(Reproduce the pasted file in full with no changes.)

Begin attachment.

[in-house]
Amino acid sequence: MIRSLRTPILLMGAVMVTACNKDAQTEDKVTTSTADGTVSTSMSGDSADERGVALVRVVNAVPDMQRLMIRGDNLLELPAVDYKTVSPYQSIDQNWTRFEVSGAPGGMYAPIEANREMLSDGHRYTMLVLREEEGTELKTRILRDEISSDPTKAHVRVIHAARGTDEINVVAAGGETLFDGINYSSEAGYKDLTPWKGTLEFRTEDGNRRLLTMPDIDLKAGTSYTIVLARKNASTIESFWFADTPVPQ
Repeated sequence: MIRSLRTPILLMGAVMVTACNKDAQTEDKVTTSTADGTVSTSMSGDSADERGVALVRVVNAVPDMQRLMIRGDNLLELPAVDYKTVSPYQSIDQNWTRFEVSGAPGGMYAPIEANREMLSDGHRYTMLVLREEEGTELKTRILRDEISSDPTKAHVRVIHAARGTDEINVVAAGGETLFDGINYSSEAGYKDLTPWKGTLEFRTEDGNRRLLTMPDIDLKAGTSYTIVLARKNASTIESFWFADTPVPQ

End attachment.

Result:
[in-house]
Amino acid sequence: MIRSLRTPILLMGAVMVTACNKDAQTEDKVTTSTADGTVSTSMSGDSADERGVALVRVVNAVPDMQRLMIRGDNLLELPAVDYKTVSPYQSIDQNWTRFEVSGAPGGMYAPIEANREMLSDGHRYTMLVLREEEGTELKTRILRDEISSDPTKAHVRVIHAARGTDEINVVAAGGETLFDGINYSSEAGYKDLTPWKGTLEFRTEDGNRRLLTMPDIDLKAGTSYTIVLARKNASTIESFWFADTPVPQ
Repeated sequence: MIRSLRTPILLMGAVMVTACNKDAQTEDKVTTSTADGTVSTSMSGDSADERGVALVRVVNAVPDMQRLMIRGDNLLELPAVDYKTVSPYQSIDQNWTRFEVSGAPGGMYAPIEANREMLSDGHRYTMLVLREEEGTELKTRILRDEISSDPTKAHVRVIHAARGTDEINVVAAGGETLFDGINYSSEAGYKDLTPWKGTLEFRTEDGNRRLLTMPDIDLKAGTSYTIVLARKNASTIESFWFADTPVPQ